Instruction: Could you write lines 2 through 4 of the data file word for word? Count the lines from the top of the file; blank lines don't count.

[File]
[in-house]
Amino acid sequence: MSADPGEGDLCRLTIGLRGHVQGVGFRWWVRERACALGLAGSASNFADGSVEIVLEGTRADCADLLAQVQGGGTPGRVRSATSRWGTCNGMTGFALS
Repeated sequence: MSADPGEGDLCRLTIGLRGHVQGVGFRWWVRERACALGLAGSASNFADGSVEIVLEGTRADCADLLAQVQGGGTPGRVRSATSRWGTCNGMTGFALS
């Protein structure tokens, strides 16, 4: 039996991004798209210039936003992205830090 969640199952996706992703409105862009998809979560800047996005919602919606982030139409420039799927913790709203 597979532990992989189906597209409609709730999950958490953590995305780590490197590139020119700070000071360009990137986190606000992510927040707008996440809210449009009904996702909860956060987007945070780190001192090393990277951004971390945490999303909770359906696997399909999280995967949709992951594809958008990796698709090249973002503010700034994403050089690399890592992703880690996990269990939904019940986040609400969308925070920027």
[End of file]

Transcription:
Amino acid sequence: MSADPGEGDLCRLTIGLRGHVQGVGFRWWVRERACALGLAGSASNFADGSVEIVLEGTRADCADLLAQVQGGGTPGRVRSATSRWGTCNGMTGFALS
Repeated sequence: MSADPGEGDLCRLTIGLRGHVQGVGFRWWVRERACALGLAGSASNFADGSVEIVLEGTRADCADLLAQVQGGGTPGRVRSATSRWGTCNGMTGFALS
């Protein structure tokens, strides 16, 4: 039996991004798209210039936003992205830090 969640199952996706992703409105862009998809979560800047996005919602919606982030139409420039799927913790709203 597979532990992989189906597209409609709730999950958490953590995305780590490197590139020119700070000071360009990137986190606000992510927040707008996440809210449009009904996702909860956060987007945070780190001192090393990277951004971390945490999303909770359906696997399909999280995967949709992951594809958008990796698709090249973002503010700034994403050089690399890592992703880690996990269990939904019940986040609400969308925070920027």